Northern Ground-hornbill (Bucorvus abyssinicus): request for information.

This discussion was first published as part of the 2017 Red List update. At the time a decision regarding the status of several was pended, but to enable potential reassessment of these species as part of the 2018 Red List update this post remains open and the date of posting has been updated.

BirdLife Species factsheet for Northern Ground-hornbill:


Northern Ground-hornbill, Bucorvus abyssinicus, is currently listed as Least Concern because it has not been thought to approach the threshold for Vulnerable under any criterion. The species is found in the Afrotropics in a band across from Senegal through to the Horn of Africa, and most commonly inhabits savannah and sub-desert as well as possibly being found in riparian habitats and woodland (Borrow and Demey 2014, Dowsett-Lemaire and Dowsett 2014, Kemp and Boesman 2017). The population size has not been quantified, but despite being sparsely distributed across its large range it is not thought to approach the threshold for Vulnerable based on population size, and would not approach the threshold under range size.

At the moment Northern Ground-hornbill is listed as having a stable population trend. There are, however, suggestions that the population may actually be in decline; Borrow and Demey (2014) state that the species is ‘probably declining’, and in Ghana the species has disappeared from areas where it had previously been found (Dowsett-Lemaire and Dowsett 2014). In fact, in Ghana it may be confined only to large wildlife reserves (F. Dowsett-Lemaire in litt. 2016). In Togo it may have disappeared from most faunal reserves as a result of illegal habitat clearance, and may only persist in Fazao-Malfakassa National Park although this site is now also under threat (F. Dowsett-Lemaire in litt. 2016). Forest reserves in Benin are also being invaded by farmers, and this could threaten populations of the species in this country too (F. Dowsett-Lemaire in litt. 2016). It is not only threatened by habitat conversion as in certain areas hunters may kill individuals and use their stuffed heads as disguises while stalking game, although it is treated as a totem species in some areas and so may be relatively protected in such places as a result of this (Kemp 1995, Kemp and Boesman 2017).

To qualify as Vulnerable a species must undergo, or be thought to undergo in the future, a decline of 30-49% over 3 generations. The generation length for this species is c.30 years so the period of time to look at is 90 years, which would encompass the suspected declines in places such as Ghana (see Dowsett-Lemaire and Dowsett 2014). As with its close relative the Southern Ground-hornbill, Bucorvus leadbeateri, (see BirdLife International 2017) it is difficult to accurately assess rates of population change – particularly projecting into the future – because the species is so long lived. To try to more accurately assess whether this species may warrant uplisting to a threatened category we request any further information particularly regarding rates of decline, and the status of this species elsewhere within its range.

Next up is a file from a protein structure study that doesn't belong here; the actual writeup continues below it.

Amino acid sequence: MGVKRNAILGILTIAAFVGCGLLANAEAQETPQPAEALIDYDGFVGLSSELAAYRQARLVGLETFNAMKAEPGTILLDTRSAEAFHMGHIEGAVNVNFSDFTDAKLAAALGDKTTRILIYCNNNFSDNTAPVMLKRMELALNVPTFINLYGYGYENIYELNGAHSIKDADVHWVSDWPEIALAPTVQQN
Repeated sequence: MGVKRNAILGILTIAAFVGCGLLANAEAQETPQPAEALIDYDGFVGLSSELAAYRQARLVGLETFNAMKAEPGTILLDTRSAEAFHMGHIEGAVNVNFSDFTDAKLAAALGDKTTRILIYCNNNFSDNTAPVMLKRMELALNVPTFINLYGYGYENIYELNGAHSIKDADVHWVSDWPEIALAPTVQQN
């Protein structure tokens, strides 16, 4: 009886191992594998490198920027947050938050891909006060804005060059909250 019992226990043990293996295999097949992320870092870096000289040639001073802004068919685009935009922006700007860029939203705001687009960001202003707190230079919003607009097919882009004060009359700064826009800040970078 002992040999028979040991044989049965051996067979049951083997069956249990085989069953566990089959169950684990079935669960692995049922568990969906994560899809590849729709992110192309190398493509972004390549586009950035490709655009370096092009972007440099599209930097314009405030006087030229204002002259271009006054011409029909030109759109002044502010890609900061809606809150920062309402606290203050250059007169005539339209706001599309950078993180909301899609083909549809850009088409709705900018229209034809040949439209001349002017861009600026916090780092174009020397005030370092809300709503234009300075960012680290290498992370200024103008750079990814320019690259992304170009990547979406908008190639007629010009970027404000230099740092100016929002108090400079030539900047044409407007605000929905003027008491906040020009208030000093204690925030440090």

BirdLife International (2017) Species factsheet: Bucorvus leadbeateri. Downloaded from on 06/01/2017.

Borrow, N.; Demey, R. 2014. Birds of Western Africa: Second Edition. Christopher Helm, London.

Dowsett-Lemaire, F.; Dowsett, R. J. 2014. The Birds of Ghana: An atlas and handbook. Tauraco Press, Liège, Belgium.

Kemp, A. (1995) The hornbills. Oxford: Oxford University Press (Bird Families of the World).

Kemp, A.C. & Boesman, P. (2017). Northern Ground-hornbill (Bucorvus abyssinicus). In: del Hoyo, J., Elliott, A., Sargatal, J., Christie, D.A. & de Juana, E. (eds.). Handbook of the Birds of the World Alive. Lynx Edicions, Barcelona. (retrieved from on 6 January 2017).

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4 Responses to Northern Ground-hornbill (Bucorvus abyssinicus): request for information.

  1. Roger Q Skeen says:

    In Uganda, a country I have lived for five years and travelled wildly I would agree that B abyssinicus is almost always recorded only from National Parks and reserves. I cannot actually recall seeing a juvenile. It is most commonly seen in MFNP and KVNP primarily because it is a big terrestrial bird but I would not consider it common.

  2. In southern Chad in January 2017, a joint survey with African Parks and Under DCFAP of the Bahr Aouk & Salamat area showed that Bucorvus abyssinicus seems still widespread over a very large area of bush between Am Timan and Sarh.
    Densities of family parties seemed perhaps low (to what extent?) but did not appear significantly lower outside than inside Zakouma NP.

  3. Philip Hall says:

    B.abyssinicus is now only found in a few protected areas in Nigeria and only in very small numbers. There has been a significant overall decline in the population as formally it was to be found all over the north of the country. In Nigeria, it would definitely have to be classified as threatened.

  4. Andy Symes (BirdLife) says:

    Preliminary proposals

    Based on available information, our proposal for the 2017 Red List would be to pend the decision on this species and keep this discussion open until 2018, while leaving the current Red List category unchanged in the 2017 update.

    There is now a period for further comments until the final deadline of 4 August, after which the recommended categorisations will be put forward to IUCN.

    Final 2017 Red List categories will be published on the BirdLife and IUCN websites in early December, following further checking of information relevant to the assessments by both BirdLife and IUCN.

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